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NON-FICTION gets 6.5/10 Booksmart


Directed by Olivier Assayas
Starring Guillaume Canet, Juliette Binoche, Vincent Macaigne, Nora Hamzawi, Christa Théret

6.5/10

Beginning in an unfussy and unimpressive style, Non-Fiction starts talking and just about doesn’t stop throughout its entirety, meaning those who don’t understand French will have their eyes glued to the bottom of the screen where the subtitles are for most of the film.

Similar to other talkative, mature films to have played at PIAF, such as last year’s An Unexpected Love, Let the Sunshine In (also starring Juliette Binoche), and Things to Come (directed by Olivier Assayas’ wife Mia Hansen-Løve), Non-Fiction is filled with conversations philosophising and musing over the usual topics (love, art, commerce, culture, e-books), though the characters here seem even more emotionally withdrawn than the aforementioned films – given the reference to aliens in its end credits song, this is likely on purpose.

These conversations are shared by Alain (Guillaume Canet), his wife Selena (Juliette Binoche), an author under his publication and Selena’s paramour Léonard (Vincent Macaigne), his wife Valérie (Nora Hamzawi), and Alain’s mistress Laure (Christa Théret) – a decent amount to keep up with.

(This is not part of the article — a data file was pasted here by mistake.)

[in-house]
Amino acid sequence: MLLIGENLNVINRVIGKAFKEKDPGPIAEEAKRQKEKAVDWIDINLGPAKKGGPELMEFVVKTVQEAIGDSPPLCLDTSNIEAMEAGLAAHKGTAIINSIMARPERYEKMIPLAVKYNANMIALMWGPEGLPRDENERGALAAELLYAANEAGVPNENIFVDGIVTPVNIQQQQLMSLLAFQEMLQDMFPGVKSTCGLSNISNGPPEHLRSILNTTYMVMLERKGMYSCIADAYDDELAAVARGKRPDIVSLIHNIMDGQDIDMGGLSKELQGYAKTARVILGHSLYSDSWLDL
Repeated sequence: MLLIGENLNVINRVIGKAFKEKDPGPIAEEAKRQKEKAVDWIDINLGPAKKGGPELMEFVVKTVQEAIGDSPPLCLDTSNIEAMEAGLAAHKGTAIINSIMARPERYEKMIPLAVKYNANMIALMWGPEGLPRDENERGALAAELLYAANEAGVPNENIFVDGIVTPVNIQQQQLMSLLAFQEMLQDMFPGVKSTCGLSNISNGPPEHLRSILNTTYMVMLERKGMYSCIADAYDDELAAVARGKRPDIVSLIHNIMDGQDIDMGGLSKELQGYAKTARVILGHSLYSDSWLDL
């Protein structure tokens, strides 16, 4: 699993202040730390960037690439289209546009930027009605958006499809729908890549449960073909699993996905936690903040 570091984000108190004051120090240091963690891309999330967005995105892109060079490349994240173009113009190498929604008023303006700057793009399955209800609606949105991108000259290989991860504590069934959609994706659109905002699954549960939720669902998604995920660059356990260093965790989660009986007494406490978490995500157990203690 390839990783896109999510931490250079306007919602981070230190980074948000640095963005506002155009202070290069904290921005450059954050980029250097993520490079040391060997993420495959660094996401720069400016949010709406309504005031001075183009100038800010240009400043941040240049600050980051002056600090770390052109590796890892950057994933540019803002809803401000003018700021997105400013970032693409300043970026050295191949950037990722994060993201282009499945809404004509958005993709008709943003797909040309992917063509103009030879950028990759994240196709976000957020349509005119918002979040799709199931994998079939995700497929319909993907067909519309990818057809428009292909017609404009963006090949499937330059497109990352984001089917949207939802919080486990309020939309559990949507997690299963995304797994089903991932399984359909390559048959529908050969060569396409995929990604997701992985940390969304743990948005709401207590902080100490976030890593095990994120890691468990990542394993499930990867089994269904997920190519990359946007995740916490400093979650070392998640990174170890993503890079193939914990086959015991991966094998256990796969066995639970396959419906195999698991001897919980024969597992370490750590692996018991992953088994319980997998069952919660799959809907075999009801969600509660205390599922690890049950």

These characters have no real arguments or much development through their lengthy conversations – the two couples seem to both be in a complacent stasis. Since this is a French film, there’s a lot of infidelity amongst them, some of these affairs not as successful as others, though there’s a general aloofness to this that never makes this cheating a large issue for the film to explore.

This sly sense of unrecognised ennui and inhumanness is, weirdly enough, part of the film’s charm. It may take until the ending credits song to catch onto this, yet the purposeful carelessness for both the characters and the film’s own aesthetic (utilising a very general docu-realist style) add up this sense from scene to scene, all the while keeping all focus on the realistically animated performances and the non-stop dialogue.

Non-Fiction may not be quite the sum of its parts, but it may be the opposite. It’s not a wholly engaging or even entertaining film, but it does work well as a curiosity in the cinema medium, favouring ambiguity and inconclusiveness. For all its strengths and weaknesses, Non-Fiction may work best on a VOD/streaming platform where viewers can enter and exit at their leisure throughout this piecemeal piece of work.

DAVID MORGAN-BROWN

Non-Fiction plays at UWA Somerville from Monday, February 18 to Sunday, February 24, 8pm, and at ECU Joondalup Pines from Tuesday, February 26 to Thursday, February 28, & Saturday, March 2 to Sunday, March 3, 8pm.

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